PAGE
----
• Microsoft Research houses 400 researchers in Redmond, Washington. It boasts another 300 around the world. Nearly all of its budget is spent on commercially orientated projects. In the real world, it is not just a big ‘D’ and a big ‘R’–it’s a continuum. The company performs basic research. But Microsoft also works with its product teams to move those technologies into its products. Microsoft has a team of a dozen people whose sole responsibility is to handle technology transfer. Sometimes researchers move from the laboratories to work with product teams. Thus these successful companies invest in R&D to grow strategic in a world full of rivals vying to outwit others.

Achieving Economies of Scale or Scope

Achieving economies of scale or scope is in fact leveraging your existing strengths. Scale economies help reduce cost, pass the benefit to consumers and expand market share. It is very important that your capacity is fully utilized.

Exploiting the Learning Curve

Learning curve refers to a relationship between the duration of learning or experience and the resulting progress. A cognitive psychological concept, Learning Curve, over time the phrase has acquired a broader interpretation, and expressions such as “experience curve”, “improvement curve”, “cost improvement curve”, “progress curve”/”progress function”, “start-up curve”, and “efficiency curve” are often used interchangeably, depending on the context. Businesses that use learning curve excel well as they learn to cut cost and add value faster than other and outsmart competitors. A company can reduce overall unit cost by 20 to 30% each time it doubles output, if learning curve effect works well. So, if the first unit costs $ 1000, the next costs $ 700 to $ 800, the fourth unit costs $ 490 to $ 640 and so on. A host of factors, like rectangle- hyperbolic fall in fixed cost of production per unit, rise in dexterity levels and nuances of handling shop floor issues, quantity discounts on purchase owing to large volume orders, etc help reduce cost per unit. Such cost advantages would threaten new entrants. So cost leadership results from learning curve effect which could be a strategic advantage.

Strategic Alliances

A Strategic Alliance is a formal relationship formed between two or more parties, usually those in the same business line (i) as horizontals competing with each other in the same or different geographies or (ii) as verticals serving each other in complementary mode, to pursue a common goal or meet a critical business need while remaining independent organizations. One alliance partner might bring products, distribution channels or manufacturing capability and the other project funding, capital equipment, knowledge, expertise, or intellectual property. The alliance’s emphasis is ‘synergy’ and ‘competitive advantage’. A good example of strategic alliance, is the alliance between Qantas and British Airways. Qantas is the largest private airline in Australia and has solid air route throughout the Asia Pacific region, likewise British airways had strong network within Europe, North Atlantic’s, and North America. By forming an alliance in 1993, both companies strategically positioned themselves to have a strong worldwide network.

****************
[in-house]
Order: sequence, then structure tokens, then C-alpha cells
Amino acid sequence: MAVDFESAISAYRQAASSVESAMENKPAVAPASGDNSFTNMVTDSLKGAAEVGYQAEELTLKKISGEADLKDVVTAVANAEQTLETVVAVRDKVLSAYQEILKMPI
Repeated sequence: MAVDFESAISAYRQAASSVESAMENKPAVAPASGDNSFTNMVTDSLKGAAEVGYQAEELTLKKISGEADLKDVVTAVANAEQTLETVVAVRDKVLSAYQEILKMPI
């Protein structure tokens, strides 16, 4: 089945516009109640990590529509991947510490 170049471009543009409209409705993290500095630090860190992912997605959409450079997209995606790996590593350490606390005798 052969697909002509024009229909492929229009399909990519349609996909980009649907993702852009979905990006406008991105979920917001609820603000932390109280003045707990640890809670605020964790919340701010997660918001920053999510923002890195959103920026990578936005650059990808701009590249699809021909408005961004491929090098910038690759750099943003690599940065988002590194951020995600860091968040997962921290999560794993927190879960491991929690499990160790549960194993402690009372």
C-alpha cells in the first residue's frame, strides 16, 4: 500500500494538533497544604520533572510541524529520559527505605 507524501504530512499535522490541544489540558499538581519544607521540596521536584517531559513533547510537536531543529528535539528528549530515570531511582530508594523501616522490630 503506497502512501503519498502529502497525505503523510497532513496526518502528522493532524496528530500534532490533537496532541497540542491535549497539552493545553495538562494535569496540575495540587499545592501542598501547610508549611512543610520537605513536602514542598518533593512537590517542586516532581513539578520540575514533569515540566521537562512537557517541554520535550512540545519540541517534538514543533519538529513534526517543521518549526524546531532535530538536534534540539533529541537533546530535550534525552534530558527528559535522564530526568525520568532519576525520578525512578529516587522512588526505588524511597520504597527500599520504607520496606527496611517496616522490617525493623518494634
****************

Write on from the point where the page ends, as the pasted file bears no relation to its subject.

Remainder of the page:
Mergers and Acquisitions

The strategy of Mergers and Acquisitions, sweeping through the corporate, refers to deals involving buying, selling and combining of different companies that can form a new company to usher in a fast track collective growth. Merger is a tool used by companies for the purpose of expanding their operations often aiming at an increase of their long term profitability. An acquisition, also known as a takeover, is the buying of one company (the ‘target’) by another. An acquisition may be friendly or hostile. A smaller firm may also acquire a larger or longer established company and keep its name for the combined entity. This is known as a reverse takeover.